Caroline Kao, who moved to Santa Cruz five years ago to attend UCSC for her Ph.D. in cultural anthropology, knew she wanted to be on the subcommittee because she cares deeply about rental availability. “I moved from New York, and I thought that was the worst a rental market could get. So I was very surprised when I moved to a small city that somehow rent is still an exorbitant rate,” remembers Kao, who believes vacation rentals cripple the rental market.

Once landlords know they can rake in bigger bucks out of a short-term rental, she says, it not only takes those units off the market, but it raises the property values for the whole neighborhood.

Kao feels that in order for the 11-member committee—put together last fall by Councilmember Cynthia Mathews, then-City-Councilmember Don Lane and then-City-Councilmember Pamela Comstock—to better represent the community, she wishes it had included more tenants. Just three members currently rent in Santa Cruz, whereas 56 percent of city residents are renters. “If it was truly representative of the population, we’d have six members [who rent],” she says.

One committee member at last week’s meeting did make a point of reminding everyone that, even though many subcommittee members might now own homes, they still remember what it’s like to be renters.

As of December, the finance department reported that 291 short-term rentals were registered, accounting for about 1 percent of available rentals, although the actual number of operating vacation rentals appears to be higher. In April 2016, the San Francisco Chronicle reported that roughly 76 percent of Airbnb listings were unregistered with the city.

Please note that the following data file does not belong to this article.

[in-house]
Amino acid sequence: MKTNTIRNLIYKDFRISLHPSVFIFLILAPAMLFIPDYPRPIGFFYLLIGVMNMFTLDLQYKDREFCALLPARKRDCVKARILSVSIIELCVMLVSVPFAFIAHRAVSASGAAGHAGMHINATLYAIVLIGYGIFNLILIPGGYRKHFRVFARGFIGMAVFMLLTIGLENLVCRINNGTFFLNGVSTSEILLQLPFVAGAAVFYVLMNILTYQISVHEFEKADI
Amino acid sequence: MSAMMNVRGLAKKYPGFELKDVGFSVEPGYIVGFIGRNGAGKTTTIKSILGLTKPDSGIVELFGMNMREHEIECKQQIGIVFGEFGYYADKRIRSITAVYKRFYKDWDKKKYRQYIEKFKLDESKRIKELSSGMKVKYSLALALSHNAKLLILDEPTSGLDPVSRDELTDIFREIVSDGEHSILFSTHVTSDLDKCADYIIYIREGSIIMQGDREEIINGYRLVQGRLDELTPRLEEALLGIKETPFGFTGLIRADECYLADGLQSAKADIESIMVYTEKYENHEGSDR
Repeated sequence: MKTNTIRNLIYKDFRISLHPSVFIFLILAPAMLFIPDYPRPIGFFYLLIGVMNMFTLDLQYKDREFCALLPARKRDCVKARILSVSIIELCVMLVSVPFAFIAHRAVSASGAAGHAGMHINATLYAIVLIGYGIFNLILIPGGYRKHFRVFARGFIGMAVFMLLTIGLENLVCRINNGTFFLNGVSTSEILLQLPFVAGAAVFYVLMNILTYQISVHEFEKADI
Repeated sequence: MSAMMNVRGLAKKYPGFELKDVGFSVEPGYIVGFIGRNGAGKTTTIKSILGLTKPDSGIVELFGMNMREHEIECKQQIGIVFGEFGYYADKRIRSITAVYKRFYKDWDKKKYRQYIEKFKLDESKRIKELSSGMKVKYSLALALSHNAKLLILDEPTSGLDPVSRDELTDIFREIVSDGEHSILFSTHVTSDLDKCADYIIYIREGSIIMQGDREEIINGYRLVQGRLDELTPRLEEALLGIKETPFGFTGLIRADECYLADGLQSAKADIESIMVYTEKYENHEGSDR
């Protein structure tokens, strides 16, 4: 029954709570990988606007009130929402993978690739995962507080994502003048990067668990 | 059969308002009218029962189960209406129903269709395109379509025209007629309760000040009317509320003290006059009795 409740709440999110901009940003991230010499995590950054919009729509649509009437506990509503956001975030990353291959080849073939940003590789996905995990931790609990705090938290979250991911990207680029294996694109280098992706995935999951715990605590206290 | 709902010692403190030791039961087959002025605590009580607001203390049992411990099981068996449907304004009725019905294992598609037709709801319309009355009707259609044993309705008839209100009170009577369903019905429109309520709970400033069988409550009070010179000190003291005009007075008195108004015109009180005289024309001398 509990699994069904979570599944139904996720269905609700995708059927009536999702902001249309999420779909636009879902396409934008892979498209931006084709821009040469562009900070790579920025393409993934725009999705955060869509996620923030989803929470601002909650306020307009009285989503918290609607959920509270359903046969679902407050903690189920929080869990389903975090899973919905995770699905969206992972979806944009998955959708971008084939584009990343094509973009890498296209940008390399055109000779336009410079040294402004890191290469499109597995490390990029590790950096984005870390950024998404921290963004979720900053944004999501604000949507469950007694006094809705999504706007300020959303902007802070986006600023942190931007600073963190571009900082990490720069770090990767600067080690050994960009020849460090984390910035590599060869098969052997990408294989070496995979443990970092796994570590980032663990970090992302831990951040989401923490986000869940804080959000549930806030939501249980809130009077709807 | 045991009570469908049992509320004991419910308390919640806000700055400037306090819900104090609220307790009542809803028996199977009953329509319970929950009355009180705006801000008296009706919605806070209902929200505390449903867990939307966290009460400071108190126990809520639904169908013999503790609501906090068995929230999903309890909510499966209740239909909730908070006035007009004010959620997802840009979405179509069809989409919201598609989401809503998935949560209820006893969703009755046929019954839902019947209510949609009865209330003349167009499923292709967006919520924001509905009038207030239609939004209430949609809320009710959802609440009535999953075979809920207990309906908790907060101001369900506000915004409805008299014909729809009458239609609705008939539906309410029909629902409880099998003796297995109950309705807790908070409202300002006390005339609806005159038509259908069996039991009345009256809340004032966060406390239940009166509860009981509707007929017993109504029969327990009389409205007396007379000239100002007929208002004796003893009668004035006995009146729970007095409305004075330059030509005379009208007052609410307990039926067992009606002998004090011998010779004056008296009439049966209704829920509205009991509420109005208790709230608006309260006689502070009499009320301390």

“We know the registered number is not the complete list,” says Brion Sprinsock, who serves on the committee. By cross-referencing short-term rental sites over the course of five months, he came up with a very different number: 577.

“The most frightening statistic is [that] out of the 291 registered with the city, all but 45 registered within the last three years,” he says. “Nothing else in the city is growing at this rate. Not heroin use, not traffic, not crime. It’s mind-boggling.”

Although the city requires landlords with short-term rentals to pay transient occupancy tax (TOT)—a tax paid by all 60 local hotel and lodging businesses—not everyone ponies up. And Airbnb has anonymity protection, allowing it to hide information on who is renting what units in any given city around the world, making enforcement difficult.

Sprinsock owns 18 rental units, which he rents to 48 tenants. He also owns two extended-stay places in Santa Cruz—the Adobe on Green Street and the Hinds House, but he says his concerns about Airbnb have nothing to do with any competition they pose to his inns. Most of his income, he notes, comes from his homes. And he could make more money if he expanded his hospitality business, switching to all vacation rentals.